Adelaide
18.3 Discharge to landscape

Supporting information

The volume reported (108,290 ML) included discharge through evapotranspiration from shallow groundwater and is summarised by groundwater management area in the following table.

Groundwater discharge to landscape in the Adelaide region in the 2012–13 year

Region

Groundwater discharge to landscape (ML) 

Adelaide Plains

10,760

McLaren Vale

3,020

Western Mount Lofty Ranges (fractured rocks1)

94,510

Total

108,290

1 Recharge from the fractured rocks of the Myponga River catchment and Fleurieu Peninsula was not included as described in the quantification approach section.

Quantification approach

Data source

Bureau of Meteorology: National Climate Centre (NCC) version 3 daily rainfall grids, daily maximum temperature grids, daily minimum temperature grids, daily satellite observed solar radiation grids, daily vapour pressure deficit grids; CSIRO: Australian Soil Resources Information System (ASRIS) soil information; Australian Bureau of Agricultural and Resource Economics – Bureau of Rural Sciences: land use mapping 2010; South Australian Department of Environment, Water and Natural Resources (DEWNR): bore locations and groundwater level data from online groundwater database (DEWNR 2013).

Provided by

Bureau of Meteorology.

Method

Groundwater discharge to the landscape was estimated using the Water Atmosphere Vegetation Energy and Solutes (WAVES ) model (Zhang and Dawes 1998; Dawes et al. 1998). WAVES is a one-dimensional soil-vegetation-atmosphere-transfer model that integrates water, carbon and energy balances. Climate, depth to water table (only for the sedimentary areas), soil and vegetation data were used as inputs to the model. The climate data include rainfall, rainfall duration, maximum and minimum temperatures, vapour pressure deficit, and solar radiation.

The WAVES model has been used by the CSIRO in its sustainable yields projects (Crosbie et al. 2008) and the Bureau of Meteorology has built on this methodology. WAVES was run at selected points from across the Adelaide region for all combinations of soil type, vegetation type and depth to water table. The point estimates of the groundwater discharge (evapotranspiration from the water table) fraction for the 2012–13 year were interpolated to a 1-km grid based on soil type, vegetation type and depth to water table, and multiplied by a grid of annual rainfall for 2012–13.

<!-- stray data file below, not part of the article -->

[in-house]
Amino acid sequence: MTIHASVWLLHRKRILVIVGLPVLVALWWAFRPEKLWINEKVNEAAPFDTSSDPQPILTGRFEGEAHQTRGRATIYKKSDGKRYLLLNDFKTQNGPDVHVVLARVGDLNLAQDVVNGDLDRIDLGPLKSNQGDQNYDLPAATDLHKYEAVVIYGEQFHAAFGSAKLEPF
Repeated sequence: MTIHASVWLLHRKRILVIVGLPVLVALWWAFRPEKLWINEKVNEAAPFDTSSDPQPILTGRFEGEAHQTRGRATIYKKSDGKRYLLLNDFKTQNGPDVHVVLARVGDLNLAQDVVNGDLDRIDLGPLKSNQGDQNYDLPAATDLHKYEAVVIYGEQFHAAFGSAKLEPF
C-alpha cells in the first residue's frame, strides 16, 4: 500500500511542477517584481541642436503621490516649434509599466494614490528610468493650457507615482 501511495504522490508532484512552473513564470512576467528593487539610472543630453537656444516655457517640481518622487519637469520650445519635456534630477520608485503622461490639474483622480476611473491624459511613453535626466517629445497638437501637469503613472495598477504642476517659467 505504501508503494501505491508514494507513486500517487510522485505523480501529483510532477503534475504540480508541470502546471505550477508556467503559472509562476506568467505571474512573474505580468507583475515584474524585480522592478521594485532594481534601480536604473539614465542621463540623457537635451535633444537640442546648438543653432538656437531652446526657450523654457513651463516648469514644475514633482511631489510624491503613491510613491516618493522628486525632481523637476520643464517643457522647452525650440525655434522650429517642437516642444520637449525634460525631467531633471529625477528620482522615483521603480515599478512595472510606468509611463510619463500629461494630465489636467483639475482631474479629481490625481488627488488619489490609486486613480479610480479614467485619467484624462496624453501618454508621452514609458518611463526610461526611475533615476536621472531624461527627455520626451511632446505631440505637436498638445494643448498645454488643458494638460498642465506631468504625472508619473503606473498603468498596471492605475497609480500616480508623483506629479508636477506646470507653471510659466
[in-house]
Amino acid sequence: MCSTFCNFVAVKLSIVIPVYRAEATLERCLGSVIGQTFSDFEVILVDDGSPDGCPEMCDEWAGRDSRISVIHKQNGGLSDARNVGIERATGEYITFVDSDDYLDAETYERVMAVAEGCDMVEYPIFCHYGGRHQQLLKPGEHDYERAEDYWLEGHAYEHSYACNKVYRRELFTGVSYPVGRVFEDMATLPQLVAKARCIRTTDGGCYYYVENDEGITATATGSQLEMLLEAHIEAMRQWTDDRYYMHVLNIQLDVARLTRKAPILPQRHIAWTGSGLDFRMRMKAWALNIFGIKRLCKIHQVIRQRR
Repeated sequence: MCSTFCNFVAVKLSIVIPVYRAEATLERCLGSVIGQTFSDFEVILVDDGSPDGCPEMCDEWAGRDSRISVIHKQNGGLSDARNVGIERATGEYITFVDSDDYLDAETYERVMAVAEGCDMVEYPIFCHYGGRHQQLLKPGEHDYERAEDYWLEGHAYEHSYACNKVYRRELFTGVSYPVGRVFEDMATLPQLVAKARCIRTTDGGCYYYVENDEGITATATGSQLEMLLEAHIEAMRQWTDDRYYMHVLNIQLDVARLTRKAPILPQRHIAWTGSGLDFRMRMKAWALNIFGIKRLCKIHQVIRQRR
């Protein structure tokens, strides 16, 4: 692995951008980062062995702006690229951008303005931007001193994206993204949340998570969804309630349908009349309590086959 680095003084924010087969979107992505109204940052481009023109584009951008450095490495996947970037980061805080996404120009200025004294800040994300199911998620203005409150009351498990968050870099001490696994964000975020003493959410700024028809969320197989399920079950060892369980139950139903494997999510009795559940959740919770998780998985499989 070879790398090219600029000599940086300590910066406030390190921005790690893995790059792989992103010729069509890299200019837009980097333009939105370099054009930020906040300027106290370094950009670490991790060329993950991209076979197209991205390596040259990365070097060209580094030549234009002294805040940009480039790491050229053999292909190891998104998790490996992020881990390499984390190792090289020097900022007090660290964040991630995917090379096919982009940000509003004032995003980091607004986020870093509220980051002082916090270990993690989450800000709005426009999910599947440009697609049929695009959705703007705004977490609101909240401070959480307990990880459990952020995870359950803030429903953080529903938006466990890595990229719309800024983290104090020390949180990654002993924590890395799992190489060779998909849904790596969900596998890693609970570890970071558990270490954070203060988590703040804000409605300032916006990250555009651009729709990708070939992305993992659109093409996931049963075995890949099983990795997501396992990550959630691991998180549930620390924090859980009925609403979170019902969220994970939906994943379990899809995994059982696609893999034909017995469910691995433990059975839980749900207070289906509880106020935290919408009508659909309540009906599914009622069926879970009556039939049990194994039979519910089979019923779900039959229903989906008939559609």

The following figure illustrates the net groundwater discharge (in red) and recharge (in grey) across the Adelaide region during the 2012–13 year using the WAVES model.

Map showing net groundwater recharge and discharge in the Adelaide region during the 2012–13 year
Map showing net groundwater recharge and discharge in the Adelaide region during the 2012–13 year

Assumptions, limitations, caveats and approximations

  • The assumptions made in developing the WAVES model as described in Dawes et al. (1998) were all applicable to the recharge estimations for the Adelaide region.
  • The national land-use grid (Australian Bureau of Agricultural and Resource Economics – Bureau of Rural Sciences 2010) was reclassified to three vegetation classes that include annuals, perennials and trees.  The major vegetation classes modelled were C3 annual pasture, C3 perennial pasture and Eucalypt trees with a grass understorey.
  • Annual net recharge and discharge was estimated for the whole of Adelaide region including both sedimentary and fractured rock areas. Recharge and discharge to the region was modelled given the effects of a shallow water table interpolated using kriging with an external drift and the 9" digital elevation model as an external driver following the methodology presented in Peterson et al. (2011).
  • Only the fractured rocks area contributing to the flow in the confined sediments was considered (see fractured rock boundaries in figure) for calculation of the diffuse groundwater discharge to landscape. Discharge to the fractured rocks of the Fleurieu Peninsula and Myponga River catchment is not included in the balance.  This was done to maintain the groundwater balance.

Uncertainty information

The uncertainty estimate was not quantified.

Comparative year

The comparative year volume for line item '19.3 Discharge to landscape' was restated in the water accounting statements from the 2012 Account due to an error identified in the method used to calculate this volume. Please refer to Restatement of comparative year information in the 'Water accounting policies' for more information.